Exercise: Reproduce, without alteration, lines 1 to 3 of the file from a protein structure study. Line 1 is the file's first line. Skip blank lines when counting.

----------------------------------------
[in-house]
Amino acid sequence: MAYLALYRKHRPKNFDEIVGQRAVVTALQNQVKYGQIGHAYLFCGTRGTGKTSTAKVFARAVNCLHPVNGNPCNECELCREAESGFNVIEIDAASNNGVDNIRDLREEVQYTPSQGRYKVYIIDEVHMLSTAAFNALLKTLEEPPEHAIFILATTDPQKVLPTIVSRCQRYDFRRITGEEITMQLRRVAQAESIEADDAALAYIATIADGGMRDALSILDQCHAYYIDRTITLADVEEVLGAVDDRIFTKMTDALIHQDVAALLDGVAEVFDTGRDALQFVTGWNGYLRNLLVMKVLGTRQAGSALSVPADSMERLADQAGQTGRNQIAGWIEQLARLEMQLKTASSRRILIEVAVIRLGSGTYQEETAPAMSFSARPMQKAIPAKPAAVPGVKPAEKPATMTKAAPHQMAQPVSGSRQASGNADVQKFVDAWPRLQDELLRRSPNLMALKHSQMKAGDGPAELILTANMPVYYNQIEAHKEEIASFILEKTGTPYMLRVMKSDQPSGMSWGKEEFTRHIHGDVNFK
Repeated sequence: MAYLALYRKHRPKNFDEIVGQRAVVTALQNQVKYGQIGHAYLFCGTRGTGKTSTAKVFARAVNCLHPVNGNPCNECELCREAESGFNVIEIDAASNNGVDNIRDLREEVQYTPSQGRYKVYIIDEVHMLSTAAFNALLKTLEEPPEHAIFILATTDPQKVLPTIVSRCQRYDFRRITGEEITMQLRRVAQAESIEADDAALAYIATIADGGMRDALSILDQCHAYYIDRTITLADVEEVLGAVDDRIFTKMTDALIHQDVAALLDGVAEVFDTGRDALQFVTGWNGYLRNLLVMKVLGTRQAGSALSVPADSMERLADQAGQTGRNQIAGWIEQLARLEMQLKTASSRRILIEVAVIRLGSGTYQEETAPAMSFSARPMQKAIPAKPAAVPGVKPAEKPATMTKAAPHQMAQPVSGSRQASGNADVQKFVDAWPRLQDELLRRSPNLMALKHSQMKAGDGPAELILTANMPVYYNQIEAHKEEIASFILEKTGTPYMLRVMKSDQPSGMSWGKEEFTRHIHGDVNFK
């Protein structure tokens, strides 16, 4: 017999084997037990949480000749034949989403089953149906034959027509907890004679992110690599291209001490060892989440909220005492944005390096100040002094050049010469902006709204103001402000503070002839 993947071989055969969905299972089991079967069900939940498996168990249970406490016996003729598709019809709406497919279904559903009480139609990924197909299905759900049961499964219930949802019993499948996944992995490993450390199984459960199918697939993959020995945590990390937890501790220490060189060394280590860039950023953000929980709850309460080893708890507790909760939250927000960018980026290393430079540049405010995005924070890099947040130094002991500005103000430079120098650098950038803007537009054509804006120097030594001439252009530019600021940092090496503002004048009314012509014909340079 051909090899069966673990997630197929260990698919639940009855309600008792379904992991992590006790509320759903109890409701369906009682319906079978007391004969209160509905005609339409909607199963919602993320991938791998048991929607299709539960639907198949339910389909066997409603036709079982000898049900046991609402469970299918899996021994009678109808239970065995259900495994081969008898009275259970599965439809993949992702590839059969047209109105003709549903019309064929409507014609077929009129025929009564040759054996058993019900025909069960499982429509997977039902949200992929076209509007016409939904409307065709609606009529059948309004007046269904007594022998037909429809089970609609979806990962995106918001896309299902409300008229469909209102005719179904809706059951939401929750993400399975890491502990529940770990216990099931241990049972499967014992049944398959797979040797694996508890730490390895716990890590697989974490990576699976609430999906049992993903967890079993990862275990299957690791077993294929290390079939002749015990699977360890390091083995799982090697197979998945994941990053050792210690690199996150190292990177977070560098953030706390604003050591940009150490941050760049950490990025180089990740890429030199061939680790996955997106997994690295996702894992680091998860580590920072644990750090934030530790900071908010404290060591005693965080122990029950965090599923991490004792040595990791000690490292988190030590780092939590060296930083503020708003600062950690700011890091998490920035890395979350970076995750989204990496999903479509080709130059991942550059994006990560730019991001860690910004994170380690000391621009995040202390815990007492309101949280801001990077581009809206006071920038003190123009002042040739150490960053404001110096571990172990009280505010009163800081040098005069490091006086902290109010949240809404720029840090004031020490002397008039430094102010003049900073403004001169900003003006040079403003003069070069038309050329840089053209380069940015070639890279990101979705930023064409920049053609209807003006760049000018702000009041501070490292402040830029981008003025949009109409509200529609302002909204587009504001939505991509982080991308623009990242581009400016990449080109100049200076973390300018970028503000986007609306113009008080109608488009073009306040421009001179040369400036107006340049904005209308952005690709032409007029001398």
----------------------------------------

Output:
[in-house]
Amino acid sequence: MAYLALYRKHRPKNFDEIVGQRAVVTALQNQVKYGQIGHAYLFCGTRGTGKTSTAKVFARAVNCLHPVNGNPCNECELCREAESGFNVIEIDAASNNGVDNIRDLREEVQYTPSQGRYKVYIIDEVHMLSTAAFNALLKTLEEPPEHAIFILATTDPQKVLPTIVSRCQRYDFRRITGEEITMQLRRVAQAESIEADDAALAYIATIADGGMRDALSILDQCHAYYIDRTITLADVEEVLGAVDDRIFTKMTDALIHQDVAALLDGVAEVFDTGRDALQFVTGWNGYLRNLLVMKVLGTRQAGSALSVPADSMERLADQAGQTGRNQIAGWIEQLARLEMQLKTASSRRILIEVAVIRLGSGTYQEETAPAMSFSARPMQKAIPAKPAAVPGVKPAEKPATMTKAAPHQMAQPVSGSRQASGNADVQKFVDAWPRLQDELLRRSPNLMALKHSQMKAGDGPAELILTANMPVYYNQIEAHKEEIASFILEKTGTPYMLRVMKSDQPSGMSWGKEEFTRHIHGDVNFK
Repeated sequence: MAYLALYRKHRPKNFDEIVGQRAVVTALQNQVKYGQIGHAYLFCGTRGTGKTSTAKVFARAVNCLHPVNGNPCNECELCREAESGFNVIEIDAASNNGVDNIRDLREEVQYTPSQGRYKVYIIDEVHMLSTAAFNALLKTLEEPPEHAIFILATTDPQKVLPTIVSRCQRYDFRRITGEEITMQLRRVAQAESIEADDAALAYIATIADGGMRDALSILDQCHAYYIDRTITLADVEEVLGAVDDRIFTKMTDALIHQDVAALLDGVAEVFDTGRDALQFVTGWNGYLRNLLVMKVLGTRQAGSALSVPADSMERLADQAGQTGRNQIAGWIEQLARLEMQLKTASSRRILIEVAVIRLGSGTYQEETAPAMSFSARPMQKAIPAKPAAVPGVKPAEKPATMTKAAPHQMAQPVSGSRQASGNADVQKFVDAWPRLQDELLRRSPNLMALKHSQMKAGDGPAELILTANMPVYYNQIEAHKEEIASFILEKTGTPYMLRVMKSDQPSGMSWGKEEFTRHIHGDVNFK